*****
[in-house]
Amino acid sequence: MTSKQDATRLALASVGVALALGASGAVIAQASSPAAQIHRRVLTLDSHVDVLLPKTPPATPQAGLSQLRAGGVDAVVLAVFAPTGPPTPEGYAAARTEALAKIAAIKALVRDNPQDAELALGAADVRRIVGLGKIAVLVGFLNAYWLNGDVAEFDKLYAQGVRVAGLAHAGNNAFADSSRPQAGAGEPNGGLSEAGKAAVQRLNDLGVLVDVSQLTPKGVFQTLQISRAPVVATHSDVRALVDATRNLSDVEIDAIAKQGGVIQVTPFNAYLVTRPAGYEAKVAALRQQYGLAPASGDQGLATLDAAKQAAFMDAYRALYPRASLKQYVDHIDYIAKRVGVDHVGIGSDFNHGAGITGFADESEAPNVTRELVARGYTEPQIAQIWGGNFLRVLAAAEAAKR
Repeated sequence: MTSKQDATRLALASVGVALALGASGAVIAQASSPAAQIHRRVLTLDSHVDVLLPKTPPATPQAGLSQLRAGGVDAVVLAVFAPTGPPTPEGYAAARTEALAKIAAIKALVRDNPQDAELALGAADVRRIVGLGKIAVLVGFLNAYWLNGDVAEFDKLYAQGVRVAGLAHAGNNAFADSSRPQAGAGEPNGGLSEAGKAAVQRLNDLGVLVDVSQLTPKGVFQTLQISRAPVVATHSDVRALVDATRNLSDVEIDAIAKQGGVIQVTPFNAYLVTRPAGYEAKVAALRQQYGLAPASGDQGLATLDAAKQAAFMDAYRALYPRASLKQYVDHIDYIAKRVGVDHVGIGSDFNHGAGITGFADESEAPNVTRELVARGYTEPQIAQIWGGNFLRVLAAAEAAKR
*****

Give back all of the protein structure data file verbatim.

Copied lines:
[in-house]
Amino acid sequence: MTSKQDATRLALASVGVALALGASGAVIAQASSPAAQIHRRVLTLDSHVDVLLPKTPPATPQAGLSQLRAGGVDAVVLAVFAPTGPPTPEGYAAARTEALAKIAAIKALVRDNPQDAELALGAADVRRIVGLGKIAVLVGFLNAYWLNGDVAEFDKLYAQGVRVAGLAHAGNNAFADSSRPQAGAGEPNGGLSEAGKAAVQRLNDLGVLVDVSQLTPKGVFQTLQISRAPVVATHSDVRALVDATRNLSDVEIDAIAKQGGVIQVTPFNAYLVTRPAGYEAKVAALRQQYGLAPASGDQGLATLDAAKQAAFMDAYRALYPRASLKQYVDHIDYIAKRVGVDHVGIGSDFNHGAGITGFADESEAPNVTRELVARGYTEPQIAQIWGGNFLRVLAAAEAAKR
Repeated sequence: MTSKQDATRLALASVGVALALGASGAVIAQASSPAAQIHRRVLTLDSHVDVLLPKTPPATPQAGLSQLRAGGVDAVVLAVFAPTGPPTPEGYAAARTEALAKIAAIKALVRDNPQDAELALGAADVRRIVGLGKIAVLVGFLNAYWLNGDVAEFDKLYAQGVRVAGLAHAGNNAFADSSRPQAGAGEPNGGLSEAGKAAVQRLNDLGVLVDVSQLTPKGVFQTLQISRAPVVATHSDVRALVDATRNLSDVEIDAIAKQGGVIQVTPFNAYLVTRPAGYEAKVAALRQQYGLAPASGDQGLATLDAAKQAAFMDAYRALYPRASLKQYVDHIDYIAKRVGVDHVGIGSDFNHGAGITGFADESEAPNVTRELVARGYTEPQIAQIWGGNFLRVLAAAEAAKR